“The Jones Act is very simple. If a foreign vessel picks up cargo at one point in the United States and takes it to another point, it has broken the law,” Smith continued. “Foreign vessels have succeeded in confusing this issue for a long time. Now, we’re going to shine a bright spotlight on their actions and show everyone just how many foreign mariners are taking money out of U.S. mariners’ pockets.
New Jersey is moving aggressively to become the leader in the fast-growing offshore wind energy industry on the East Coast, but not everyone is blown away by those ambitious plans. While the state's Democratic political leadership is solidly behind a rapid build-out of wind energy projects off the coast — it has set a goal of generating 100% of its energy from clean sources by 2050 — opposition is growing among citizens groups, and even some green energy-loving environmentalists are wary of the pace and scope of the plans.
ATLANTIC CITY — Local officials joined a call for offshore wind development in a virtual event Tuesday morning.
If wind farms can produce clean energy, supplied to millions of customers in coastal metropolitan areas, and also provide immediate and long-lasting jobs, why are some environmental groups and activists asking the government to pump the brakes on legislation?
Under the law, new wind projects are now confined to federal waters. LD 1619, sponsored by Sen. Mark Lawrence (D-Eliot), stipulates new offshore wind developments are permanently prohibited in state waters, but will be permitted in federal waters if, by March 2023, the Governor’s Energy Office develops and proposes a planned research strategy to guide the development of such projects.
On Wednesday, Ørsted announced it has submitted a bid to the PSC to develop Skipjack 2, a proposed project off the coast of Ocean City. The proposed Skipjack Wind 2 project would include up to 760 megawatts and would be sited about 20 miles off the coast of the resort. It would be located in the same approved Wind Energy Area (WEA) as the Skipjack 1 project.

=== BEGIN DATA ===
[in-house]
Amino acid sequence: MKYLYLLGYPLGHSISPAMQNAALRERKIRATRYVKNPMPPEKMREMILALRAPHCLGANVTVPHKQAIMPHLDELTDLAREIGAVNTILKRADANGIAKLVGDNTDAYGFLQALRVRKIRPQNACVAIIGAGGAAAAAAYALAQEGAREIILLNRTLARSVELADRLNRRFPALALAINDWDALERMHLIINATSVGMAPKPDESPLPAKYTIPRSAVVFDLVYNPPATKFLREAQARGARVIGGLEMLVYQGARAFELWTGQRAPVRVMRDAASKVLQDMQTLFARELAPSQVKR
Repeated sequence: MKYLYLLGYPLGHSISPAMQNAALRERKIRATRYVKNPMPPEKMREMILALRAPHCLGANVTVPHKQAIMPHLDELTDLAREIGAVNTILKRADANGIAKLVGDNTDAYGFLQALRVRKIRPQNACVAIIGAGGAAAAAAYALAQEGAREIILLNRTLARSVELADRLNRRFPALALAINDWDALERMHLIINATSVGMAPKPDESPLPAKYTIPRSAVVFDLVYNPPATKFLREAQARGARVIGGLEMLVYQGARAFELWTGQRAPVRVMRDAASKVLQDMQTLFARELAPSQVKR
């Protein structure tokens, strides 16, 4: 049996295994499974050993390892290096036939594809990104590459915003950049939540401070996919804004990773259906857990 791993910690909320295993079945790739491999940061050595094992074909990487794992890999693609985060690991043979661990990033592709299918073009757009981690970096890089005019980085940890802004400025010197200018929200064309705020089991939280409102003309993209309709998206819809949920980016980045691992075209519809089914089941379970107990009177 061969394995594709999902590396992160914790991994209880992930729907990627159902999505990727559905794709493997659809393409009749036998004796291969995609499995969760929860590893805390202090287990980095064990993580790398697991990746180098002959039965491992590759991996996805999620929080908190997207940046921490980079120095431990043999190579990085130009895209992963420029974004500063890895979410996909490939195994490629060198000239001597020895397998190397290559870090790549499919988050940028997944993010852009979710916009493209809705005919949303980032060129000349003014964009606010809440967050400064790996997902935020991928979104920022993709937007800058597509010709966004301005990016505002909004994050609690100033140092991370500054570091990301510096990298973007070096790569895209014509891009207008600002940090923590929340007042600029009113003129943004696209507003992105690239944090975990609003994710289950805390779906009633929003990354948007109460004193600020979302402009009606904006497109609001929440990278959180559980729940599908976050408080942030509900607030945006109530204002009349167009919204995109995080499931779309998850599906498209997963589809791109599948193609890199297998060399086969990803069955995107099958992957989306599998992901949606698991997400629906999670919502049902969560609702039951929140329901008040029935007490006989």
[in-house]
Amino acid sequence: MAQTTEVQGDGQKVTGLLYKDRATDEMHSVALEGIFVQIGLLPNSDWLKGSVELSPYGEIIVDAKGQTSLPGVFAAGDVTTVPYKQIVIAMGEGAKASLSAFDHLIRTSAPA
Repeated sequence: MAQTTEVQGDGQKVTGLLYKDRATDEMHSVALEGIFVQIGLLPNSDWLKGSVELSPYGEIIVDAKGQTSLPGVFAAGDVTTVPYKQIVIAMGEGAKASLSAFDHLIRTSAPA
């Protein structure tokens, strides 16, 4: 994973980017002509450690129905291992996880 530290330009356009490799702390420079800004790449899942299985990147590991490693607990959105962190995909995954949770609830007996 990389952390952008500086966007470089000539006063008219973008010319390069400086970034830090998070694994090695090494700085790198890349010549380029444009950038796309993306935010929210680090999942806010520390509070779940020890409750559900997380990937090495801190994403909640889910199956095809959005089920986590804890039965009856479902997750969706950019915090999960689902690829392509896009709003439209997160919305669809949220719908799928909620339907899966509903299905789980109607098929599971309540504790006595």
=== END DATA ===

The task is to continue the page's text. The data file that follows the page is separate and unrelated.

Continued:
The European Parliament wants member states to compensate fishing vessel owners whose livelihoods are affected by wind farms and ensure that those that operate near these electricity plants can get insurance. MEPs are also calling for more research into how to avoid and mitigate negative effects on the sea basin. They believe member states should ensure that wind farms are placed away from fishing grounds and only built where they are guaranteed not to have negative environmental, ecological or social consequences.
...debates on merits and impacts [of offshore wind energy development] must be made at the local level; however, during the pandemic, in-person discussion and discourse was rendered impossible. Still, the state and federal government are barreling ahead with these projects despite the concerns of local residents and town officials. The Sweeney/Burzichelli legislation isn’t just a slippery slope, it’s an avalanche of government over-reach. As the letter writers noted, “these bills take away the ability of local government to render decisions that they feel reflect the best interest of the community and replaces it with a process that favors foreign investment.”
New Jersey has approved two giant off-shore wind farms in the biggest single go-ahead to energy creation at sea in the U.S. — but at least one will almost certainly face legal action from opponents. The two projects, Atlantic Shores and Ocean Wind 2, will see a total of 193 wind turbines that reach hundreds of feet into the air built as close as 10.5 miles off the South Jersey coast.
The Responsible Offshore Development Alliance has taken the lead in advocating for the fishing industry. It says a major concern is that fishing vessels could strike one of the massive wind farm turbines in bad weather. In addition, it says the spinning blades interfere with the radar vessels use to find their catch. And fishermen like Gilbert worry that the structures will alter the ocean ecosystem. “We’re racing forward without the proper science to evaluate if this is good or if this is bad,” Gilbert said.